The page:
Thursday, July 18, 2013

a few things I take issue with {summer is for reruns}

**This was originally posted in January of this year.  It was read by many & even shared on FB by readers.  I decided to share again based on some recent conversations with friends that are new adoptive parents & others that are beginning the process.  This post is by no means meant to chastise!  It is meant to give people something to think about so that maybe all of us can be intentionally thoughtful with our words not just in the case of adoption, but in all matters concerning the heart & personal lives of others. :)


There are a few things that have come up in conversation lately that I am feeling the need to address, especially after the most recent one I read on FB.  Understand opinions or stance on these comments are not to address things based on my own personal discomfort.  I'm a big girl & can handle/process things, so whatever.  My stance is for my children, who are much smarter than people give them credit for, regardless of age.  They are little people with big feelings, & if they hear what you say, they also then have to process those words.  We openly talk with our children about adoption, but let's face it....little bits of conversations can plant big seeds of confusion in the minds of children.  Just some food for thought.

So, here we go...There are a few statements I take issue with regarding our adopted children:

They are so lucky to have you as parents.  While I understand that people are well-meaning with these words, they couldn't be further from the truth.  Children are lucky if they never have to lose their first families.  While we celebrate children coming into our families because we are excited to have them here, the initial reason they came here is due to loss.  My children are young & happy-go-lucky, but as they get older, they will each begin to process this loss in a different way.  I don't know what that will look like, but statements like, "you're lucky" don't seem very healthy for a child that is processing a piece of their life that may never make a whole lot of sense.  And let's face it, ANY teenager has moments they don't feel real lucky to have you as parents, anyway.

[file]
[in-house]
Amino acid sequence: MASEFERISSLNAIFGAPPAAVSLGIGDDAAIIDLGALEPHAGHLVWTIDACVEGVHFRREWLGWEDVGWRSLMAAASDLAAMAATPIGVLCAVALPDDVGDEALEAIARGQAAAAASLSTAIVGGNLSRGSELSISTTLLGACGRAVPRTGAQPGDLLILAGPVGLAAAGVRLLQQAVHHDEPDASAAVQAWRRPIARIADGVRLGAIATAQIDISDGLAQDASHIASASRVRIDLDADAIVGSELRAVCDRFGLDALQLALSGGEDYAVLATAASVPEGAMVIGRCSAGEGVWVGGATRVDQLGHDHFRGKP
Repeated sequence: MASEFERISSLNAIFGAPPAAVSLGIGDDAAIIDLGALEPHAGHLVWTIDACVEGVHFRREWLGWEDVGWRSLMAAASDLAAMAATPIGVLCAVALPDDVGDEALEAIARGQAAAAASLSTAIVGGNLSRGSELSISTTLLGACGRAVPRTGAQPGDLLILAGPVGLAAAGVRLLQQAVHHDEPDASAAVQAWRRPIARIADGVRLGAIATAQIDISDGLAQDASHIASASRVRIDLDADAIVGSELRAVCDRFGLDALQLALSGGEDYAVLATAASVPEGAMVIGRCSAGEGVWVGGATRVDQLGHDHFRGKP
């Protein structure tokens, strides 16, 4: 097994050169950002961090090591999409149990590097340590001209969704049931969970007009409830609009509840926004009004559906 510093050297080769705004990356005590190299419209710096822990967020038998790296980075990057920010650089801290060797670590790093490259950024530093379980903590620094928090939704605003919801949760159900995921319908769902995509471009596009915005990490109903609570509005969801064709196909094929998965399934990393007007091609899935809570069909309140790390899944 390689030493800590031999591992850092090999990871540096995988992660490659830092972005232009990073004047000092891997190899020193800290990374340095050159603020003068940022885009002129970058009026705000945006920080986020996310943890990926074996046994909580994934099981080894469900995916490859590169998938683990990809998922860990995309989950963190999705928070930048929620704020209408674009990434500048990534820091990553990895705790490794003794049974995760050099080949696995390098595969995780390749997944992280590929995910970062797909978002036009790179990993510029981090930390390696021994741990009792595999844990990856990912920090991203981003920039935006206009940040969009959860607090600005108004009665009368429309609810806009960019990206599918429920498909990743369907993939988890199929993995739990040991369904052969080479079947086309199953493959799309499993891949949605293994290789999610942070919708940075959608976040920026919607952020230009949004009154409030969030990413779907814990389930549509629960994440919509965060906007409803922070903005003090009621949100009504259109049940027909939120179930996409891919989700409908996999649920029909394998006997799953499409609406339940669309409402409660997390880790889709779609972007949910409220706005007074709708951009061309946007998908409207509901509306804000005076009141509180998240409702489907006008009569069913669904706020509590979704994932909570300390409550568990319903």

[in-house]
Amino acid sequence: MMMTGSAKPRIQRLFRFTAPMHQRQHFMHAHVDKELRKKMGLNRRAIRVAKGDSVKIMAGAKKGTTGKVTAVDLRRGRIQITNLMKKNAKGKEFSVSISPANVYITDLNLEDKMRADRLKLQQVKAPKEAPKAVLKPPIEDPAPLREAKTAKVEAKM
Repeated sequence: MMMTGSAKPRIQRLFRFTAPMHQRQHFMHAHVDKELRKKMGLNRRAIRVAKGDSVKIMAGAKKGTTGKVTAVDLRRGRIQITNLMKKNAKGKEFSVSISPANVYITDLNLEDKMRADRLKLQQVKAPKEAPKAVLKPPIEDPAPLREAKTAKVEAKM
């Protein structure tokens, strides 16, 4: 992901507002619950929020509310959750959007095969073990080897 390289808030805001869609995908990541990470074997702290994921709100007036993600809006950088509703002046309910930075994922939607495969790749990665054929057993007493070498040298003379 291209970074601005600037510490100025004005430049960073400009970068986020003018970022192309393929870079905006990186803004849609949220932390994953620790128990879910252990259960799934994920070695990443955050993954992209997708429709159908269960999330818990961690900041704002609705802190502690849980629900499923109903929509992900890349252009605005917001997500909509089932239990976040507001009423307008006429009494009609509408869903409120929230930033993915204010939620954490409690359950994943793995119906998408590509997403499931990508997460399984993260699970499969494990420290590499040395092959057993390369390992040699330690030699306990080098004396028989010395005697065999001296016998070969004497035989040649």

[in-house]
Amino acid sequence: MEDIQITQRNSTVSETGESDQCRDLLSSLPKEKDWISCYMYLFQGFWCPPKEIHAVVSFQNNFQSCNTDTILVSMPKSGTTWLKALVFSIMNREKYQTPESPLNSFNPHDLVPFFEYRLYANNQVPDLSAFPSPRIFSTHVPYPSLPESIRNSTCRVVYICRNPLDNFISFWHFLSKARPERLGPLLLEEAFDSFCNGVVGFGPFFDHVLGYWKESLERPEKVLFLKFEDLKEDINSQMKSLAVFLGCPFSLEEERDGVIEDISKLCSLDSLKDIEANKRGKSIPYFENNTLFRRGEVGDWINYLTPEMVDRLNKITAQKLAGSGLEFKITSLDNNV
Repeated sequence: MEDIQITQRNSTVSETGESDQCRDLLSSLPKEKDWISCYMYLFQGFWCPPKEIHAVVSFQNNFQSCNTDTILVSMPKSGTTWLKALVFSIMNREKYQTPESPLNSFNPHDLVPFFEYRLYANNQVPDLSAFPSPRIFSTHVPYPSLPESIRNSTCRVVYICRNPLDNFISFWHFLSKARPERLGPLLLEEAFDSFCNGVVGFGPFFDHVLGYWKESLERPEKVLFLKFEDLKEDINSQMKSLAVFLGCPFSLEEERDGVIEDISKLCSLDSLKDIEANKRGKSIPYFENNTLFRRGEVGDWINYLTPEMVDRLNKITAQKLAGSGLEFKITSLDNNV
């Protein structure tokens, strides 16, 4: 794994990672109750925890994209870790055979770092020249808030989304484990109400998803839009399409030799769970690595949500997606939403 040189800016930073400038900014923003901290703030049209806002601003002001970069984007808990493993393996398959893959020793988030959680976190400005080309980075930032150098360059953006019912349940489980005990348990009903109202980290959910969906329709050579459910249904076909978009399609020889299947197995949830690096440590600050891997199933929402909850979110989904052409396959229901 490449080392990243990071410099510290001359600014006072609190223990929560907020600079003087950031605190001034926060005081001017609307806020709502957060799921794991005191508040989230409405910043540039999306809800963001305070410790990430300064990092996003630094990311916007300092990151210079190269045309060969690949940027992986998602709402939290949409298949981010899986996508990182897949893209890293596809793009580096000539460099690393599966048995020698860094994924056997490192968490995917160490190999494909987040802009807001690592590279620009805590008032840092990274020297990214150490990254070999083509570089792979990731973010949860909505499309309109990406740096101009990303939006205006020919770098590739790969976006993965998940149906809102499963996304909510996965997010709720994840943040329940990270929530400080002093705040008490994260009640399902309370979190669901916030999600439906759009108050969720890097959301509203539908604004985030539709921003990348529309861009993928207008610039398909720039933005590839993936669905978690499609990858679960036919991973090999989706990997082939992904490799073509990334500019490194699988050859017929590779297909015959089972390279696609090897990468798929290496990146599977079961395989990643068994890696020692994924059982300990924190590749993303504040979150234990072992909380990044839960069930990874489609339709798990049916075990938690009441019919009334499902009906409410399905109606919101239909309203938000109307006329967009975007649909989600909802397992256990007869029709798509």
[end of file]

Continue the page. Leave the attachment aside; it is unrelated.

How could a mother ever give up their child?  Unfortunately, this statement has been said one too many times right in front of my children in a very "oh my gosh, they must be the worst human beings in the world to do such a thing" kind of tone.  Wrong.  Each of my children has a different story of how they came to be in our family, but I can tell you that each of them were loved deeply.  So, how?  I really can't answer that because when push comes to shove, I don't know that I'd have the kahunas to make the unselfish, gut-wrenching choices my children's first families made for their children.  So, please, don't ask this question & make my children feel like the mother that gave birth to them must be a terrible person.  It couldn't be further from the truth.

How many real kids do you know, how many are your own?  Nine.  The answer is nine.  They are all real.  None are imaginary.  Each one I would willingly lay my life down for because they are my children.  I hate when my children hear this statement because it could make them question their real place in this family.  They have a real place, they belong, we are family.

Are you done yet?  You can't save them all, you know?  There are millions of children in this world growing up in orphanages without families.  One could argue that a child being taken out of an orphanage & brought into a family is being saved.  I get that.  HOWEVER, our choice to add to this family has come from the desire to have more children.  These children are not charity cases.  The reality is once you get off that plane (or bring that bundle home by car...we've done both), you are parenting.  You are family.  They may not have been birthed from my body, but they were birthed into our family nonetheless.  If anyone thinks they should adopt out of a sense of charity, please don't.  Children should never live with a feeling like they've been saved & should be indebted in gratitude.  I am not a savior; I am a mother.

Mama Bear...signing off.